Most businesses try to use distinctive trademarks so consumers recognize them, whether they are a huge international company or a local Las Vegas business. Trademarks legally belong to the company or business owner. Copying or using a trademark that belongs to another company is known as trademark infringement and can result in business litigation.

What exactly is trademark infringement? The United States Patent and Trademark Office defines this as the unauthorized use of a recognized mark belonging to a company or entity, which is used in a way that can confuse or deceive consumers about the trademark’s source. For example, the distinctive round black mouse ears are known around the world as a trademark of the Walt Disney company. If another company uses a similar-looking logo that could lead consumers to believe its products were manufactured or distributed by Disney, it could be seen as trademark infringement. The same is true for trademarks that are coined as unique words or phrases. A copy machine manufacturer would not want to tell customers to Xerox a document if it were not the Xerox corporation.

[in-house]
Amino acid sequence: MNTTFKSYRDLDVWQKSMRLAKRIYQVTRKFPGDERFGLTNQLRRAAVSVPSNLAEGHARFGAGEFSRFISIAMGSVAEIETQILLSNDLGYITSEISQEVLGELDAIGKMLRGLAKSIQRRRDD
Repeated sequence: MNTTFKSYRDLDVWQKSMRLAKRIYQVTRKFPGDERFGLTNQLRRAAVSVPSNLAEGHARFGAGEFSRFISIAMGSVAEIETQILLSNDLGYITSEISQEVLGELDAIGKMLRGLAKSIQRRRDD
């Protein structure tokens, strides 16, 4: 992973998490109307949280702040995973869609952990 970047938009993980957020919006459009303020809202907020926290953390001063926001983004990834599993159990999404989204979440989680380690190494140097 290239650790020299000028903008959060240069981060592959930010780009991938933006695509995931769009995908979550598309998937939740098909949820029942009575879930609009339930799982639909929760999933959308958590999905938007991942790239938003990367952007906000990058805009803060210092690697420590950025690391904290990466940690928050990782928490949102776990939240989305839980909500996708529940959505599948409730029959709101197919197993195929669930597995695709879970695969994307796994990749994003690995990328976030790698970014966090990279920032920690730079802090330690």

To have a valid intellectual property dispute case regarding trademark infringement, a company must be able to prove that it exclusively owns the mark and that the defendant’s use of this mark can cause consumer confusion or financial harm to the plaintiff. According to Cornell University Law School’s Legal Information Institute, trademarks that are the most distinctive and memorable are those that receive the most judicial protection by law.